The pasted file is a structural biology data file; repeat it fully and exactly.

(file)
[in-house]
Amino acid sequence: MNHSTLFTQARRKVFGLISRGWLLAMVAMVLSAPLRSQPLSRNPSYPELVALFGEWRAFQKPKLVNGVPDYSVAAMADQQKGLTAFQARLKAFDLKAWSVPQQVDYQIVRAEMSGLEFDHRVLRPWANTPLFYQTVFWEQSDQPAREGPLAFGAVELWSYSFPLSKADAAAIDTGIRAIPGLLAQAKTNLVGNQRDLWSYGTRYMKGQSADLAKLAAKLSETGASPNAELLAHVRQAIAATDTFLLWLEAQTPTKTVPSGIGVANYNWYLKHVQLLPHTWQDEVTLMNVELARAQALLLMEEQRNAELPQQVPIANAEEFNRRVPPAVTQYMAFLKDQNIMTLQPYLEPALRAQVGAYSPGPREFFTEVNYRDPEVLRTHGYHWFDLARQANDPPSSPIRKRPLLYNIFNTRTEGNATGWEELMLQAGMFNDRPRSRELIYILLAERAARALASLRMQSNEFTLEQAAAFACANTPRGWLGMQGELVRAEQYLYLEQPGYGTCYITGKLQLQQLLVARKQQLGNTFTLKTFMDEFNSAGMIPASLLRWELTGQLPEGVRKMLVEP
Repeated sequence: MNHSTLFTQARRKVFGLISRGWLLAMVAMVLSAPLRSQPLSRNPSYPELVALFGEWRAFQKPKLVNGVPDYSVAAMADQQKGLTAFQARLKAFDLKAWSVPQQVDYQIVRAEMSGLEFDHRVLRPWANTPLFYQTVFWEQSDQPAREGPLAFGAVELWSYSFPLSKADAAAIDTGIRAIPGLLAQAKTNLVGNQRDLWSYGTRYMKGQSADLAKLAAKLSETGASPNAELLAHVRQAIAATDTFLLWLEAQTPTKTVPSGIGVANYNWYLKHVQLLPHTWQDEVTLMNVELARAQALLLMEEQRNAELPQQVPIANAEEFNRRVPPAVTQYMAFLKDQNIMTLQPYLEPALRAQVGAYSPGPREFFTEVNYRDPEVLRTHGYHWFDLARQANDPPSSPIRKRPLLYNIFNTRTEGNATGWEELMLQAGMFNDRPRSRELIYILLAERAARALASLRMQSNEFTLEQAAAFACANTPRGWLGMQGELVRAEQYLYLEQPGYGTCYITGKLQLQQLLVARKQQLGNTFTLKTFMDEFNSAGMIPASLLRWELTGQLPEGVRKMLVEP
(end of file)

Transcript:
[in-house]
Amino acid sequence: MNHSTLFTQARRKVFGLISRGWLLAMVAMVLSAPLRSQPLSRNPSYPELVALFGEWRAFQKPKLVNGVPDYSVAAMADQQKGLTAFQARLKAFDLKAWSVPQQVDYQIVRAEMSGLEFDHRVLRPWANTPLFYQTVFWEQSDQPAREGPLAFGAVELWSYSFPLSKADAAAIDTGIRAIPGLLAQAKTNLVGNQRDLWSYGTRYMKGQSADLAKLAAKLSETGASPNAELLAHVRQAIAATDTFLLWLEAQTPTKTVPSGIGVANYNWYLKHVQLLPHTWQDEVTLMNVELARAQALLLMEEQRNAELPQQVPIANAEEFNRRVPPAVTQYMAFLKDQNIMTLQPYLEPALRAQVGAYSPGPREFFTEVNYRDPEVLRTHGYHWFDLARQANDPPSSPIRKRPLLYNIFNTRTEGNATGWEELMLQAGMFNDRPRSRELIYILLAERAARALASLRMQSNEFTLEQAAAFACANTPRGWLGMQGELVRAEQYLYLEQPGYGTCYITGKLQLQQLLVARKQQLGNTFTLKTFMDEFNSAGMIPASLLRWELTGQLPEGVRKMLVEP
Repeated sequence: MNHSTLFTQARRKVFGLISRGWLLAMVAMVLSAPLRSQPLSRNPSYPELVALFGEWRAFQKPKLVNGVPDYSVAAMADQQKGLTAFQARLKAFDLKAWSVPQQVDYQIVRAEMSGLEFDHRVLRPWANTPLFYQTVFWEQSDQPAREGPLAFGAVELWSYSFPLSKADAAAIDTGIRAIPGLLAQAKTNLVGNQRDLWSYGTRYMKGQSADLAKLAAKLSETGASPNAELLAHVRQAIAATDTFLLWLEAQTPTKTVPSGIGVANYNWYLKHVQLLPHTWQDEVTLMNVELARAQALLLMEEQRNAELPQQVPIANAEEFNRRVPPAVTQYMAFLKDQNIMTLQPYLEPALRAQVGAYSPGPREFFTEVNYRDPEVLRTHGYHWFDLARQANDPPSSPIRKRPLLYNIFNTRTEGNATGWEELMLQAGMFNDRPRSRELIYILLAERAARALASLRMQSNEFTLEQAAAFACANTPRGWLGMQGELVRAEQYLYLEQPGYGTCYITGKLQLQQLLVARKQQLGNTFTLKTFMDEFNSAGMIPASLLRWELTGQLPEGVRKMLVEP